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Chinese tech giant Huawei won a patent infringement lawsuit against South Korea smartphone rival Samsung on Thursday, according to information released by a Chinese court and this report from AP.
The Shenzhen Intermediate Court ruled in Huawei’s favor over two patents involving fourth generation (4G) phone technology. The judge also ordered the South Korean company to immediately stop selling or manufacturing products using the technology and to pay a small court fee.
Last April 2017, China’s Quanzhou Intermediate People’s Court also ruled against Samsung, ordering the company to pay Huawei $11.6 million in damages over another patent case.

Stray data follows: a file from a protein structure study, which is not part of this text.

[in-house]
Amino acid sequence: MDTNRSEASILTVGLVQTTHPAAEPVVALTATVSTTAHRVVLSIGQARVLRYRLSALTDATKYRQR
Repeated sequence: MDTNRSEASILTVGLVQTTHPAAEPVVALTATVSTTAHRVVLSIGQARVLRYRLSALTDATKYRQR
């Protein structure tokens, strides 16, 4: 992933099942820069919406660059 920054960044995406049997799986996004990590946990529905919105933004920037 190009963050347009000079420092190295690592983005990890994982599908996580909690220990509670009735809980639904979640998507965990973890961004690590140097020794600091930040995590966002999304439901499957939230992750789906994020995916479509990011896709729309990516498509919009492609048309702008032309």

However, the ruling did not cite specific phone models, so we have nothing to tell about that.
According to the court, it ruled in Huawei’s favor after finding that Samsung “maliciously delayed negotiations” that began in July 2011 and was “obviously at fault.”
Meanwhile, a spokesperson from Samsung said in a statement that it would “thoroughly review the court’s decision and determine appropriate responses.” It didn’t disagree in the ruling.
What happens is that it will likely decrease Samsung’s sales (if they’ll immediately follow the court’s order). Surely, the court ruling has the potential to affect its market share significantly within the region.
It might be Samsung’s flagship devices that they’ll need to pull out in China, or some mid-range offerings. And if the court’s decision impacts the South Korean giant’s 4G products and services, it might be even more detrimental than what we just thought.